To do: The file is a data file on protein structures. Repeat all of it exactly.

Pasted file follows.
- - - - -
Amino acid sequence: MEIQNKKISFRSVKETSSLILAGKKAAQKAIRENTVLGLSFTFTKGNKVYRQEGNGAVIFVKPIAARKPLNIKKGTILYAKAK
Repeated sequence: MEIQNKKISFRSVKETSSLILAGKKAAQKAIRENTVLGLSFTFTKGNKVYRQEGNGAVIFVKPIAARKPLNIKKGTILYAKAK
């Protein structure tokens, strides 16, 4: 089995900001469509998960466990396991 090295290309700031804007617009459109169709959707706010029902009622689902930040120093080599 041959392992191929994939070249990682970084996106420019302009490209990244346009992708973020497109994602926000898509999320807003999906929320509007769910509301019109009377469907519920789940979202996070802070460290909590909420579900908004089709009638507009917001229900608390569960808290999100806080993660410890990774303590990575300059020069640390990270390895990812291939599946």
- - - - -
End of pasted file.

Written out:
Amino acid sequence: MEIQNKKISFRSVKETSSLILAGKKAAQKAIRENTVLGLSFTFTKGNKVYRQEGNGAVIFVKPIAARKPLNIKKGTILYAKAK
Repeated sequence: MEIQNKKISFRSVKETSSLILAGKKAAQKAIRENTVLGLSFTFTKGNKVYRQEGNGAVIFVKPIAARKPLNIKKGTILYAKAK
């Protein structure tokens, strides 16, 4: 089995900001469509998960466990396991 090295290309700031804007617009459109169709959707706010029902009622689902930040120093080599 041959392992191929994939070249990682970084996106420019302009490209990244346009992708973020497109994602926000898509999320807003999906929320509007769910509301019109009377469907519920789940979202996070802070460290909590909420579900908004089709009638507009917001229900608390569960808290999100806080993660410890990774303590990575300059020069640390990270390895990812291939599946």